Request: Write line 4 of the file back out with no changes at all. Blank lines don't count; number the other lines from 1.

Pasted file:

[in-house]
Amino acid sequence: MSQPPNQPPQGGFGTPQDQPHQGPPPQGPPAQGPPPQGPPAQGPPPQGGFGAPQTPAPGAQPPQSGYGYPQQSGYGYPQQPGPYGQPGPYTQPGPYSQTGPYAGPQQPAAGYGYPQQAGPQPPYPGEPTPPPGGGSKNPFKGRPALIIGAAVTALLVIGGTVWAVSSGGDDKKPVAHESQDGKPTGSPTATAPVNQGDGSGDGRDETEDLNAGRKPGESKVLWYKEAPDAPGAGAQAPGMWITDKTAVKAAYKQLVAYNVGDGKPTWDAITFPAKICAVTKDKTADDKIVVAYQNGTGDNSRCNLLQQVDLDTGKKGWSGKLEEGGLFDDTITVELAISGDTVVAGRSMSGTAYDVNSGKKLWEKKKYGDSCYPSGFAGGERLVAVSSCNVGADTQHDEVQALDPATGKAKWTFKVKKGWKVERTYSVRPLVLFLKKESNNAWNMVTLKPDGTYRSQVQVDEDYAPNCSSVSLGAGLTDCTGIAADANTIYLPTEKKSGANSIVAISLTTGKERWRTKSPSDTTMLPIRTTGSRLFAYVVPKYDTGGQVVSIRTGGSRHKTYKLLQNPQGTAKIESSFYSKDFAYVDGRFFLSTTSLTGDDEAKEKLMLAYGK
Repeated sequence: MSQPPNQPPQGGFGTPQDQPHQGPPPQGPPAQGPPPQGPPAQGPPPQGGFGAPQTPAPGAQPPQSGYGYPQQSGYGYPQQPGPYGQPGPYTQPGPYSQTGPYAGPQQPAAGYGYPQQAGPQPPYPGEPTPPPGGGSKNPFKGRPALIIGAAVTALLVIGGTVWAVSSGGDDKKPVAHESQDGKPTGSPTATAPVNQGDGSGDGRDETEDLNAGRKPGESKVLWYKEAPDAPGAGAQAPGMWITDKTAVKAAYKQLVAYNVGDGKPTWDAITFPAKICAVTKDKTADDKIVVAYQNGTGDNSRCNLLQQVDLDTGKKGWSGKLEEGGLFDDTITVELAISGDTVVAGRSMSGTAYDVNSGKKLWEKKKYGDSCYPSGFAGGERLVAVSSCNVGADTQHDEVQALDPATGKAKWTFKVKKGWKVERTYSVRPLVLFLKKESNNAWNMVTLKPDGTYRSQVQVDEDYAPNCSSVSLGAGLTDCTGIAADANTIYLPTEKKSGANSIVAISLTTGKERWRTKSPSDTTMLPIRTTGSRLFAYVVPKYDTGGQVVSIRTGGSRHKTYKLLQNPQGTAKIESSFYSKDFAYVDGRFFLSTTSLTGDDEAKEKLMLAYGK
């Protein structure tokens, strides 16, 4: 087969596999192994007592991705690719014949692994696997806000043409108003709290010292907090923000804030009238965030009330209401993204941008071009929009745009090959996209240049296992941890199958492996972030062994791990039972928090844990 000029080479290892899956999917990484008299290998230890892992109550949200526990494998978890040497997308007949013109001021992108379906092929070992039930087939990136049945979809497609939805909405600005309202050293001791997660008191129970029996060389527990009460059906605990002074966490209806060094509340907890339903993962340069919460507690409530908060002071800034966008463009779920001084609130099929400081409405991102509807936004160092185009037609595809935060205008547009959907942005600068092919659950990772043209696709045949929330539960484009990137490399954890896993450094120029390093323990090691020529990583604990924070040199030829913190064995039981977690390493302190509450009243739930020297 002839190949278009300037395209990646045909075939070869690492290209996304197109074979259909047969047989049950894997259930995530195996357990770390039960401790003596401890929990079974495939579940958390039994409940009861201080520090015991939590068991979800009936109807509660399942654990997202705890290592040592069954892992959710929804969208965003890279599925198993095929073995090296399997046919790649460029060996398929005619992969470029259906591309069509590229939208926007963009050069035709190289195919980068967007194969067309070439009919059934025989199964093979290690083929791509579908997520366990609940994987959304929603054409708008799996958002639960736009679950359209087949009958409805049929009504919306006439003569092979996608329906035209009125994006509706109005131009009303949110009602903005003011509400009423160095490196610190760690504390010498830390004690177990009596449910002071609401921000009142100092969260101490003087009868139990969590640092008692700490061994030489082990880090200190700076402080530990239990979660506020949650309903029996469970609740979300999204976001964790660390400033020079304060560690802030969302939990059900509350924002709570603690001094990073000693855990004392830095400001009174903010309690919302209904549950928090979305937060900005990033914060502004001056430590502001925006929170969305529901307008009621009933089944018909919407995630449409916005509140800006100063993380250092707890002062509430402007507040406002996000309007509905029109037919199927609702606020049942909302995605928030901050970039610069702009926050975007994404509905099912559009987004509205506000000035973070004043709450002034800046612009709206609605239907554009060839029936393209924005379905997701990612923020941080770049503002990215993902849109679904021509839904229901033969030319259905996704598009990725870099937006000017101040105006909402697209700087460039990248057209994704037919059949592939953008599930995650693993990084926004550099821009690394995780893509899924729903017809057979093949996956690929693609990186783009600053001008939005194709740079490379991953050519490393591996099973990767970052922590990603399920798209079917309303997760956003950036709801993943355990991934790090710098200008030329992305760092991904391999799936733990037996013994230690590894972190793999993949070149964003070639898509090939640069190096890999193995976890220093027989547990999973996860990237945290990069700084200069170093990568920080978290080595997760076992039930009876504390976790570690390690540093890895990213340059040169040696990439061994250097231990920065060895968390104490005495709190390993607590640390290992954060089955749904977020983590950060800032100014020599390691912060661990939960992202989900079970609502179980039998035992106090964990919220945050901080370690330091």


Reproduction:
């Protein structure tokens, strides 16, 4: 087969596999192994007592991705690719014949692994696997806000043409108003709290010292907090923000804030009238965030009330209401993204941008071009929009745009090959996209240049296992941890199958492996972030062994791990039972928090844990 000029080479290892899956999917990484008299290998230890892992109550949200526990494998978890040497997308007949013109001021992108379906092929070992039930087939990136049945979809497609939805909405600005309202050293001791997660008191129970029996060389527990009460059906605990002074966490209806060094509340907890339903993962340069919460507690409530908060002071800034966008463009779920001084609130099929400081409405991102509807936004160092185009037609595809935060205008547009959907942005600068092919659950990772043209696709045949929330539960484009990137490399954890896993450094120029390093323990090691020529990583604990924070040199030829913190064995039981977690390493302190509450009243739930020297 002839190949278009300037395209990646045909075939070869690492290209996304197109074979259909047969047989049950894997259930995530195996357990770390039960401790003596401890929990079974495939579940958390039994409940009861201080520090015991939590068991979800009936109807509660399942654990997202705890290592040592069954892992959710929804969208965003890279599925198993095929073995090296399997046919790649460029060996398929005619992969470029259906591309069509590229939208926007963009050069035709190289195919980068967007194969067309070439009919059934025989199964093979290690083929791509579908997520366990609940994987959304929603054409708008799996958002639960736009679950359209087949009958409805049929009504919306006439003569092979996608329906035209009125994006509706109005131009009303949110009602903005003011509400009423160095490196610190760690504390010498830390004690177990009596449910002071609401921000009142100092969260101490003087009868139990969590640092008692700490061994030489082990880090200190700076402080530990239990979660506020949650309903029996469970609740979300999204976001964790660390400033020079304060560690802030969302939990059900509350924002709570603690001094990073000693855990004392830095400001009174903010309690919302209904549950928090979305937060900005990033914060502004001056430590502001925006929170969305529901307008009621009933089944018909919407995630449409916005509140800006100063993380250092707890002062509430402007507040406002996000309007509905029109037919199927609702606020049942909302995605928030901050970039610069702009926050975007994404509905099912559009987004509205506000000035973070004043709450002034800046612009709206609605239907554009060839029936393209924005379905997701990612923020941080770049503002990215993902849109679904021509839904229901033969030319259905996704598009990725870099937006000017101040105006909402697209700087460039990248057209994704037919059949592939953008599930995650693993990084926004550099821009690394995780893509899924729903017809057979093949996956690929693609990186783009600053001008939005194709740079490379991953050519490393591996099973990767970052922590990603399920798209079917309303997760956003950036709801993943355990991934790090710098200008030329992305760092991904391999799936733990037996013994230690590894972190793999993949070149964003070639898509090939640069190096890999193995976890220093027989547990999973996860990237945290990069700084200069170093990568920080978290080595997760076992039930009876504390976790570690390690540093890895990213340059040169040696990439061994250097231990920065060895968390104490005495709190390993607590640390290992954060089955749904977020983590950060800032100014020599390691912060661990939960992202989900079970609502179980039998035992106090964990919220945050901080370690330091």